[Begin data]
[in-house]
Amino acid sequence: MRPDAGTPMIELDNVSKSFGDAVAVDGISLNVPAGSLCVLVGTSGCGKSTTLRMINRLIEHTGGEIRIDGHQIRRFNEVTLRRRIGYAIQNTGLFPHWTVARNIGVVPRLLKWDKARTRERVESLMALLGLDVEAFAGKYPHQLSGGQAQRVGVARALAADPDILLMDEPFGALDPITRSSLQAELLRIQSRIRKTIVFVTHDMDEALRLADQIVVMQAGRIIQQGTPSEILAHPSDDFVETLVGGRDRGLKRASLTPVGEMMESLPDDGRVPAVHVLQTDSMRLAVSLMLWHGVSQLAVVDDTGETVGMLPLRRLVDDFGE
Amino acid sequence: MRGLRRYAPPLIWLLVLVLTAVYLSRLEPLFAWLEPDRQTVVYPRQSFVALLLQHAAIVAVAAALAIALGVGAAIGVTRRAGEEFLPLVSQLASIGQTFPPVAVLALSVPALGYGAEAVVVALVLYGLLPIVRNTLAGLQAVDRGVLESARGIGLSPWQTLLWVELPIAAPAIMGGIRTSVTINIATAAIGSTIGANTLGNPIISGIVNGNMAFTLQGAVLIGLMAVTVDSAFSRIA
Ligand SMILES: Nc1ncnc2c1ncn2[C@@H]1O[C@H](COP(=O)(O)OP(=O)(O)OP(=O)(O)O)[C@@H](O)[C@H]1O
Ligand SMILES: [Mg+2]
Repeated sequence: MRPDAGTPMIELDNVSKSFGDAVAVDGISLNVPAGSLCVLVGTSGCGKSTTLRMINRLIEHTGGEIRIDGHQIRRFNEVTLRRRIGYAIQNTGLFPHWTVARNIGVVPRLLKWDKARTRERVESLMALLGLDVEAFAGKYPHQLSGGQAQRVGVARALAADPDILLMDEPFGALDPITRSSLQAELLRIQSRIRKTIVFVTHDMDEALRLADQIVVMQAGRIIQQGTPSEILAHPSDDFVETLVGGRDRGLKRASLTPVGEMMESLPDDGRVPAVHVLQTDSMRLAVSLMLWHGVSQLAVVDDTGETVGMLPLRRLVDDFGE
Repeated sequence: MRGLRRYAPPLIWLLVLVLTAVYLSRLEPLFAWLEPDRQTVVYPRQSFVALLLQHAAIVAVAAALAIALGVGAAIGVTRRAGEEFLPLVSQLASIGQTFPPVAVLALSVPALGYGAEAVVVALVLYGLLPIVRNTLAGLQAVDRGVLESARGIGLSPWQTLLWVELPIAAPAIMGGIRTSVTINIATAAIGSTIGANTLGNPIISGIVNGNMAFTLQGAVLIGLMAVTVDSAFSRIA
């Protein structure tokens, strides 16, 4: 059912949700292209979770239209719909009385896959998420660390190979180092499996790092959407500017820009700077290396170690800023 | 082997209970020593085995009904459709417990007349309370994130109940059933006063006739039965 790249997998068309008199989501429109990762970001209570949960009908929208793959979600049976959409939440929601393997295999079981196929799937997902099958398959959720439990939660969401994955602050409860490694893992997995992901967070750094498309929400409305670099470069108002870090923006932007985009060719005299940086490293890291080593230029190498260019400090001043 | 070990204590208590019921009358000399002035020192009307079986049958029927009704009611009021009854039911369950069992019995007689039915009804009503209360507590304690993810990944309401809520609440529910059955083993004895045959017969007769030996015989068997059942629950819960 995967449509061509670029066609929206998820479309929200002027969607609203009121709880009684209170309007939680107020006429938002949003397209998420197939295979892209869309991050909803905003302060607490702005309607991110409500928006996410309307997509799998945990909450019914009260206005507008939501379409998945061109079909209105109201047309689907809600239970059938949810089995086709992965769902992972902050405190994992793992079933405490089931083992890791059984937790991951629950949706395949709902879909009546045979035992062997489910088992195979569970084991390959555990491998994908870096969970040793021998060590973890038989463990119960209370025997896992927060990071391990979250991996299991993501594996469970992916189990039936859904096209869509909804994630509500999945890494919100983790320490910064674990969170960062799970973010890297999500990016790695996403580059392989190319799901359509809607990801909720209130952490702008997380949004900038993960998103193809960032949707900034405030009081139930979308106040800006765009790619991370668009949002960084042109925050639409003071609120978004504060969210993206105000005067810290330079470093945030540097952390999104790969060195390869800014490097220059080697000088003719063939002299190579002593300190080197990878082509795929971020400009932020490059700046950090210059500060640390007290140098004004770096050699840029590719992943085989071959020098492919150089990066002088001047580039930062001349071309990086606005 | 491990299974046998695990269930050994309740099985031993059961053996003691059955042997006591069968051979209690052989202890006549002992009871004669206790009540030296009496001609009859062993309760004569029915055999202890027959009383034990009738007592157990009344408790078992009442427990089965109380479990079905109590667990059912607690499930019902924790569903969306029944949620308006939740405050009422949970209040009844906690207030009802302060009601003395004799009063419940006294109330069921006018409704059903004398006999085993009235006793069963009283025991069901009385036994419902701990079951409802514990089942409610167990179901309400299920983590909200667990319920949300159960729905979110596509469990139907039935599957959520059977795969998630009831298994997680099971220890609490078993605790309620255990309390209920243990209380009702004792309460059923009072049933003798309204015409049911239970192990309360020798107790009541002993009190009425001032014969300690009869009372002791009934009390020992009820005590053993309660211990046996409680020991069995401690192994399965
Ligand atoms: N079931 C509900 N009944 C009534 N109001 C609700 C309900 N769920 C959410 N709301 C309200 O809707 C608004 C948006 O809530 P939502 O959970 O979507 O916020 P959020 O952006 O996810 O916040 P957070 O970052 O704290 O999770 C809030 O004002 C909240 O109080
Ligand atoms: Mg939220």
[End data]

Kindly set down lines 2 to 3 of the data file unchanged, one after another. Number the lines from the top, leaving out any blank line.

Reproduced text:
Amino acid sequence: MRPDAGTPMIELDNVSKSFGDAVAVDGISLNVPAGSLCVLVGTSGCGKSTTLRMINRLIEHTGGEIRIDGHQIRRFNEVTLRRRIGYAIQNTGLFPHWTVARNIGVVPRLLKWDKARTRERVESLMALLGLDVEAFAGKYPHQLSGGQAQRVGVARALAADPDILLMDEPFGALDPITRSSLQAELLRIQSRIRKTIVFVTHDMDEALRLADQIVVMQAGRIIQQGTPSEILAHPSDDFVETLVGGRDRGLKRASLTPVGEMMESLPDDGRVPAVHVLQTDSMRLAVSLMLWHGVSQLAVVDDTGETVGMLPLRRLVDDFGE
Amino acid sequence: MRGLRRYAPPLIWLLVLVLTAVYLSRLEPLFAWLEPDRQTVVYPRQSFVALLLQHAAIVAVAAALAIALGVGAAIGVTRRAGEEFLPLVSQLASIGQTFPPVAVLALSVPALGYGAEAVVVALVLYGLLPIVRNTLAGLQAVDRGVLESARGIGLSPWQTLLWVELPIAAPAIMGGIRTSVTINIATAAIGSTIGANTLGNPIISGIVNGNMAFTLQGAVLIGLMAVTVDSAFSRIA